UW President to declare financial crisis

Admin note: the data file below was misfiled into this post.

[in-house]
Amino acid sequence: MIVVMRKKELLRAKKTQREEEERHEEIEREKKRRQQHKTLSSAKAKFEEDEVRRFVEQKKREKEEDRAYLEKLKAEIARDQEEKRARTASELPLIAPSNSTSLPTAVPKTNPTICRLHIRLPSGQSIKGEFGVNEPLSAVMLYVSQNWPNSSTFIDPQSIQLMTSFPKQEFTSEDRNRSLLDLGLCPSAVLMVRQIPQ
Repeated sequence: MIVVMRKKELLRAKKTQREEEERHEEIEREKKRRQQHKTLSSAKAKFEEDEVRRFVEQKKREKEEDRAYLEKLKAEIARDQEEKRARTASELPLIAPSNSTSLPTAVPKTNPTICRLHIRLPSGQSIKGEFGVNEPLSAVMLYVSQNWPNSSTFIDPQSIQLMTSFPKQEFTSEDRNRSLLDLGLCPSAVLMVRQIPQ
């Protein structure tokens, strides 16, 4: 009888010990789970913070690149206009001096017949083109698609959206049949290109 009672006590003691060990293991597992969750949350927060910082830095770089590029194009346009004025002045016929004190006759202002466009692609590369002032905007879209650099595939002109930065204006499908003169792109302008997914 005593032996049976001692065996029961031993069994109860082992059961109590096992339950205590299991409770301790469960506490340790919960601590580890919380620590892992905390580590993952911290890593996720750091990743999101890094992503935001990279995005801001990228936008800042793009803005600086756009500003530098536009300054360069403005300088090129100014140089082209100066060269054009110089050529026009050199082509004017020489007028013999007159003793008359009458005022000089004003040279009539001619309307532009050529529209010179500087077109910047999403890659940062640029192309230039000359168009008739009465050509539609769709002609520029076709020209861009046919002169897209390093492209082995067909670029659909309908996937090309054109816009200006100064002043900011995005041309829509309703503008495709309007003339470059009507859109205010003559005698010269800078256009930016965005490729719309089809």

The University of Wyoming Board of Trustees has approved a budget that will reduce ongoing spending by about $19 million and internally reallocate about $6 million in one-time funding during the fiscal year that begins July 1. In addition, the board today (Wednesday) endorsed a plan recommended by President Laurie Nichols to identify ongoing savings of at least an additional $10 million for the following fiscal year. Those reductions would include program cuts and restructuring following a review process that is underway this summer. The board’s actions are in line with the budget-cutting approach presented by Nichols to UW employees and students during a town-hall meeting on campus in May. “We have managed to avoid program cuts and layoffs in the fiscal year that begins next month, but those types of reductions will be unavoidable in the following year,” Nichols says. “With the initial round of cuts approved, we’ll now move forward with a fair and open process to tackle the second round -- with a continuing commitment to student success, quality programs and excellence in research and service to the state.” Nichols says she will present a plan to achieve the necessary reductions in the second year of the biennium to the UW Board of Trustees in September. To accomplish that, she will declare a financial crisis under university regulations, triggering a process that will involve a university-wide meeting and consultation with a committee composed of administrators, faculty and staff members. For the biennium that begins July 1, UW faces a loss of nearly $41 million in state funding. In addition, the university needs to reallocate dollars internally to cover costs related to a new financial and reporting system, increased utility expenses and other needs. For the biennium, that brings the total of necessary reductions to more than $50 million. The budget approved for the coming fiscal year includes a total of $7 million in cuts based upon allocations given to campus units when the Legislature mandated a 1.5 percent reduction during the 2016 session -- and as a result of a need for internal reallocations. Subsequently, Gov. Matt Mead directed that $35 million be reduced from UW’s state appropriation for the 2017-18 biennium. Under the approved budget, UW will reduce spending by about $19 million in the upcoming fiscal year -- cuts that will carry over to the second year of the biennium and likely beyond. The biggest piece of that reduction is eliminating at least 70 vacant positions across the university, which is expected to save about $5.2 million per year. Additional savings will come from standardizing the teaching load for faculty members and severely limiting temporary faculty appointments ($2.5 million); offering a retirement and separation incentive to some longtime employees ($3 million); not allowing part-time positions to be benefitted between half-time and full-time ($1.5 million); and eliminating overtime and overload pay (at least $100,000). Separately, the board approved the details of the retirement incentive plan -- which is offered to employees who are at least 61 years old and have worked at least 15 years at UW, 10 of which must be consecutive -- and a separation incentive plan for employees 61 or older with fewer years of service to UW. The reductions that will be necessary in the following fiscal year, which begins July 1, 2017, will be more difficult, Nichols says. Reducing spending by at least an additional $10 million annually likely will require elimination of some programs, based upon the program reviews. The next step is the convening of a Financial Crisis Advisory Committee. The president will consult with the committee in the creation of the plan to present to the Board of Trustees. Nichols says she doesn’t intend to declare a financial exigency, which denotes a financial crisis so severe that the termination of positions held by tenured faculty members is required. Before submitting such a request, she would have to inform the Financial Crisis Advisory Committee. No decisions have been made about reducing or eliminating specific academic programs, Nichols says. But the program review process that began this spring is continuing, focused on undergraduate programs with fewer than 25 graduates over a five-year period, and master’s degree programs with fewer than 15 graduates over a five-year period. Additional review will be performed on undergraduate programs with 25-50 graduates over a five-year period, and master’s degree programs with 15-25 graduates. “I have heard faculty and staff repeatedly express concerns about low morale. Declaring a financial crisis is a step that, by its nature, is unlikely to improve morale,” Nichols says. “The university must deal decisively with the reductions in revenues that affect both FY 2017 and FY 2018. But, as I will continue to emphasize, refocusing our efforts over the next two years will place UW in a far more favorable position for the future. That is the reason I accepted the position of president, and I remain committed to that as we move forward.” #shortgo #buckrail #county10 #reboot #springcity #dally #county17 #oilcity #news